Tag: fashion technology

Get on Facebook Marketplace Now

Facebook has launched their in mobile app marketplace and sellers are flocking. In 4 steps you can upload a photo, add a product description, choose a price and post it to the marketplace. You can even change your zip code to show up in more relevant listings and post your item for sale in groups you are a member of.

So why on earth are designers not flocking to this? They will. If you have been paying attention to my last few talks and posts I’ve been preaching the gospel of attention arbitrage – in essence be first and be where your customers are. Don’t wait until brands are getting on this platform before you jump in. Start playing now.

It has a little bit of a Poshmark feel as well; the layout, the necessity for good images, fair prices and the small amount of area to write product copy. Poshmark also allows you to re-sell goods that you buy at wholesale. The official Facebook Marketplace for Business hasn’t launched yet, but be certain that when it does it will be easier for brands who have already had experience on it to quickly jump on board. You won’t miss a beat.

This marketplace acts a little bit like Craigslist, you use your profile and are able to set up a time for the transaction to take place. If you have a studio you work out of it’s a great way to get your brand exposed to more customers. If you are doing a sample sale, boom, mark it down and let your community have first dibs. I really love what types of possibilities this will open up for businesses down the road that participate in popup shops.

facebook marketplace

Facebook is hoping to weed out fake buyers by only allowing those with a full profile and active friends to participate. They also won’t accept payment terms, for now. Imagine down the road Facebook partnering up with Visa or American Express and negotiating special rates with them on the backend if they are the preferred payment processing system. Facebook doesn’t integrate with a shipping method yet. So this means you will be deciding on if mailing or picking up works.

facebook marketplace

To make sure you close the sale follow these steps:

  1. Have great images- you have 4 to use.
    1. Make sure the lighting is good
    2. Use a background
  2. Write your product copy beforehand.
  3. Choose the zipcode you want to do business with.
  4. Pick a strong product title.
  5. Post your product on relevant community groups.
  6. Time the release of your product. Don’t just upload everything at once, your product will become more relevant in search if you stagger, like how Pinterest is.
  7. Use relevant words in your description. This is a primarily search based platform. Think of long tail keywords versus short ones. There will be way too many “little back dresses” to be able to find, but “knee length little black dress with sleeves” might be more relevant.

I’m super excited to see what awaits Facebook Marketplace. Brands have been waiting for when Facebook would diversify its offerings since the plugins that allow selling in your Facebook Page don’t really convert. This is mostly due to the fact that Facebook has become a pay-to-play platform for businesses. Its virtually impossible to get traction on Facebook pages without spending ad dollars. And small brands with little budget have a difficult time seeing ROI’s on their advertisements.

This could be a new channel for distribution and it’s definitely worth keeping your eye on and even testing it out. Remember when eBay first launched? There were business that grew out of eBay, hello, Sophia Amoruso’s Nasty Gal!

More Subway & Less Runway, Getting Wearable Tech In Front of Buyers

I love Hussein Chalayan. To me he is the originator of wearable technology. While his pieces are more runway and less subway, I believe that he crosses the barriers between the tech imaginary and fashion- simply amazing. The new wave of fashion tech designers are looking to go beyond the runway and start to make products that can be added to the closet and worn regularly.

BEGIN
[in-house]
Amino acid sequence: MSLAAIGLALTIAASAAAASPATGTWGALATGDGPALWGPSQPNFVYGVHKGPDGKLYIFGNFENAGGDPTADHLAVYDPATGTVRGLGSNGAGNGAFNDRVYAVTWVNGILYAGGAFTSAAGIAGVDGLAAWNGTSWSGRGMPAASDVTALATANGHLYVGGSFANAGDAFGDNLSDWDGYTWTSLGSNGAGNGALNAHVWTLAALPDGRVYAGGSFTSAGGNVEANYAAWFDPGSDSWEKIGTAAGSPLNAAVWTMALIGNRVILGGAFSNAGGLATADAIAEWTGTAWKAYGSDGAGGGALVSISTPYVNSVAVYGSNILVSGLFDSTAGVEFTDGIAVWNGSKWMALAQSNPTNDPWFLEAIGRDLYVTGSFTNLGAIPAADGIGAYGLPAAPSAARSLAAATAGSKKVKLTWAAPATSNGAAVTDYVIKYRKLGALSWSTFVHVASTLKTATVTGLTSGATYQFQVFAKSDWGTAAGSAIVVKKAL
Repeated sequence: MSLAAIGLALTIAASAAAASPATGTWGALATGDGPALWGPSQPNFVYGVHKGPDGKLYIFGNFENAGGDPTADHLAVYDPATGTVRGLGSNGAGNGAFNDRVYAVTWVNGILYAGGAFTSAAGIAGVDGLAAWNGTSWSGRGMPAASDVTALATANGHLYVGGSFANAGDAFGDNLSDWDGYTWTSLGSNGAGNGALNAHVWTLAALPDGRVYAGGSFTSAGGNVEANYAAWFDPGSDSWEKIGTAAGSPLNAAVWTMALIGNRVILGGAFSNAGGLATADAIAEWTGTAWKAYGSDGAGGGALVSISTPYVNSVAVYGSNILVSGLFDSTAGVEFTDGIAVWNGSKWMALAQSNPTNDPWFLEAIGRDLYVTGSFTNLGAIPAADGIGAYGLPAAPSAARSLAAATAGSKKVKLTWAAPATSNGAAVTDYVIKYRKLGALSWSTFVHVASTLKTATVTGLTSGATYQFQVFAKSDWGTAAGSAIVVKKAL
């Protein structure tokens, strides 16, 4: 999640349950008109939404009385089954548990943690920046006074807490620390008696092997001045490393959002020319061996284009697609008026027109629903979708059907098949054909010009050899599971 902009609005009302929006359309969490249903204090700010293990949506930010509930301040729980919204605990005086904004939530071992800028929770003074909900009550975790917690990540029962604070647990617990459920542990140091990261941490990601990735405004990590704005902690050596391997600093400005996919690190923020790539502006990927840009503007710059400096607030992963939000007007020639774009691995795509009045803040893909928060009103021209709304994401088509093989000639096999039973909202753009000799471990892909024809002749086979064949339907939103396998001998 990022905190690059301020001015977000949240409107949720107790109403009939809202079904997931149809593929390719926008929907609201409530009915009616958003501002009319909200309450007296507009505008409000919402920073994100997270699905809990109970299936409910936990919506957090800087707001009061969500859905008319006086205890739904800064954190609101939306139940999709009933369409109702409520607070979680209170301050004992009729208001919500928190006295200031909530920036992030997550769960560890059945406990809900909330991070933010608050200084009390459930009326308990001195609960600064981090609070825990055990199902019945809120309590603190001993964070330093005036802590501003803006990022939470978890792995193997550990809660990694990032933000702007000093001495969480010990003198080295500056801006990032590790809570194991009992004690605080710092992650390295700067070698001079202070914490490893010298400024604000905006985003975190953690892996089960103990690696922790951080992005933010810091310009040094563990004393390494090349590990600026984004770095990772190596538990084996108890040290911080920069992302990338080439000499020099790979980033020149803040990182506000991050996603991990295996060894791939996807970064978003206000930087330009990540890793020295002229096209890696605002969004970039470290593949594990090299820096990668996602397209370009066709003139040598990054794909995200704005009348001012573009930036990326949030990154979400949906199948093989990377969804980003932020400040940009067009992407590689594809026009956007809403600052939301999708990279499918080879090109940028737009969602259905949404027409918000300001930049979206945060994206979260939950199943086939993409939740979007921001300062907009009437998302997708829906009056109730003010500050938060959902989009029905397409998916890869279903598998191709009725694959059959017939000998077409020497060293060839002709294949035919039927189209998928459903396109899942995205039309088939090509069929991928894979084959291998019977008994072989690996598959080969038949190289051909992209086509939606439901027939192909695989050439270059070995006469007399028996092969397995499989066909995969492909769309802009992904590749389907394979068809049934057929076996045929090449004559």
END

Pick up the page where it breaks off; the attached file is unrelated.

Fashion Tech

 

 

 

 

 

 

 

 

 

 

Technology and fashion can mean many things, not just adding lights to a jacket. Designers these days are looking to create new materials, fibers and design products that are symbiotic with your lifestyle- aesthetics first. While designers have been playing with new wearable tech products for a few years it has yet to be taken seriously by the mass market. Maybe because wearable tech sounds funny?

Aside from renaming the industry (a personal thought), there needs to be a platform to sell these products. Do they fit in the advanced contemporary market? Is it aspirational luxury? How does one classify? Tech News reported back in April that TopShop was sponsoring a contest with Imarks to support brands in gaining visibility from buyers. TopShop was also providing free business education and mentoring. Its important to see relevant players in the retail space get behind fostering new talent especially in wearable tech since the field is very young.

Fashion tech

Just a couple weeks ago, Mashable reported on the new press on nails by Oyster that allow you to hop on your subway ride with your nails! Talk about simplicity.

For designers who are interested in innovating into wearable tech I suggest signing up for the Third Wave Fashion blog. They are one of the first accelerator programs specifying in fashion technology. If you happen to live in Paris, I suggest checking out the accelerator program sponsored by Galeries Lafayette: Lafayette Plug & Play. It is a dual program between Paris and Silicon Valley. You will get the opportunity to be mentored by VP’s at Birchbox, Galeries Lafayette and Farfetch, and have the opportunity to work with VC’s in shaping your business. You can apply here.

As the former Director of startup, AHAlife, I know how amazing and energizing it can be to work in the tech space. It can also be demanding. There are unchartered waters you are entering and unlike traditional business models you are mastering the synergy between U/X, utility and product. There is more on the line when you work with investors, so I suggest taking your product ideas to platforms like Indiegogo (check out this cool campaign by Zenta) where you can crowdfund the resources to play with new ideas. I remember backing a project that ultimately never came to market (FIN), and I wonder how many other projects on this list will never ship (Digital Trends). But that is part of the fun of it. We are in an age of exploring. What you make today might be irrelevant next year. We all know that we need to wear pants, so I guess if we wanted to play it safe we would go into that market. But that’s just not the beauty of life. We were all meant to make something happen, and if fashion tech speaks to you “Bon Chance”.